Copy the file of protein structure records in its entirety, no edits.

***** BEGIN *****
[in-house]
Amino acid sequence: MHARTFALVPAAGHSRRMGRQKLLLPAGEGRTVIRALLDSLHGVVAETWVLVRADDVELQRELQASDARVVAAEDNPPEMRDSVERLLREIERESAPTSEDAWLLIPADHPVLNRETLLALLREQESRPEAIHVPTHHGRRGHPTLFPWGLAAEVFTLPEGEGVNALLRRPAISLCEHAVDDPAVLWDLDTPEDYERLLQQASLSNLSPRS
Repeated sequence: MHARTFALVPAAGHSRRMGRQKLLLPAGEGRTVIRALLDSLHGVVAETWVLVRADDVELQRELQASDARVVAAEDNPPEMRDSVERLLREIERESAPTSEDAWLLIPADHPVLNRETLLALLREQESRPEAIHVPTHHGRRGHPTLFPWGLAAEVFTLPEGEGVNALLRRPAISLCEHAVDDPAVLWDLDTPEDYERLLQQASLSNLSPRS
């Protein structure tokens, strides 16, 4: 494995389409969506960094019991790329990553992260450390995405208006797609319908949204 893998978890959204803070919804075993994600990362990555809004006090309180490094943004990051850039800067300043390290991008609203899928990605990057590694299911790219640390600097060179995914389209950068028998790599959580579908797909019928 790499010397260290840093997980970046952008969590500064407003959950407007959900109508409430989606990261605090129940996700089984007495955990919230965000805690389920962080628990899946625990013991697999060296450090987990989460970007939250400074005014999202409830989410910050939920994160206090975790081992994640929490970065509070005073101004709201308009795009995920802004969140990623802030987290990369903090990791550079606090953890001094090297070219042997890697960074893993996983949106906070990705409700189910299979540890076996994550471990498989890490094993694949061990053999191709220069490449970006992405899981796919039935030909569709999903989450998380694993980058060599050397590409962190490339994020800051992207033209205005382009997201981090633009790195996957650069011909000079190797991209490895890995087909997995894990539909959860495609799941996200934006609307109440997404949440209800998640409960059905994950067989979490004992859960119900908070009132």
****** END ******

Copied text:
[in-house]
Amino acid sequence: MHARTFALVPAAGHSRRMGRQKLLLPAGEGRTVIRALLDSLHGVVAETWVLVRADDVELQRELQASDARVVAAEDNPPEMRDSVERLLREIERESAPTSEDAWLLIPADHPVLNRETLLALLREQESRPEAIHVPTHHGRRGHPTLFPWGLAAEVFTLPEGEGVNALLRRPAISLCEHAVDDPAVLWDLDTPEDYERLLQQASLSNLSPRS
Repeated sequence: MHARTFALVPAAGHSRRMGRQKLLLPAGEGRTVIRALLDSLHGVVAETWVLVRADDVELQRELQASDARVVAAEDNPPEMRDSVERLLREIERESAPTSEDAWLLIPADHPVLNRETLLALLREQESRPEAIHVPTHHGRRGHPTLFPWGLAAEVFTLPEGEGVNALLRRPAISLCEHAVDDPAVLWDLDTPEDYERLLQQASLSNLSPRS
């Protein structure tokens, strides 16, 4: 494995389409969506960094019991790329990553992260450390995405208006797609319908949204 893998978890959204803070919804075993994600990362990555809004006090309180490094943004990051850039800067300043390290991008609203899928990605990057590694299911790219640390600097060179995914389209950068028998790599959580579908797909019928 790499010397260290840093997980970046952008969590500064407003959950407007959900109508409430989606990261605090129940996700089984007495955990919230965000805690389920962080628990899946625990013991697999060296450090987990989460970007939250400074005014999202409830989410910050939920994160206090975790081992994640929490970065509070005073101004709201308009795009995920802004969140990623802030987290990369903090990791550079606090953890001094090297070219042997890697960074893993996983949106906070990705409700189910299979540890076996994550471990498989890490094993694949061990053999191709220069490449970006992405899981796919039935030909569709999903989450998380694993980058060599050397590409962190490339994020800051992207033209205005382009997201981090633009790195996957650069011909000079190797991209490895890995087909997995894990539909959860495609799941996200934006609307109440997404949440209800998640409960059905994950067989979490004992859960119900908070009132």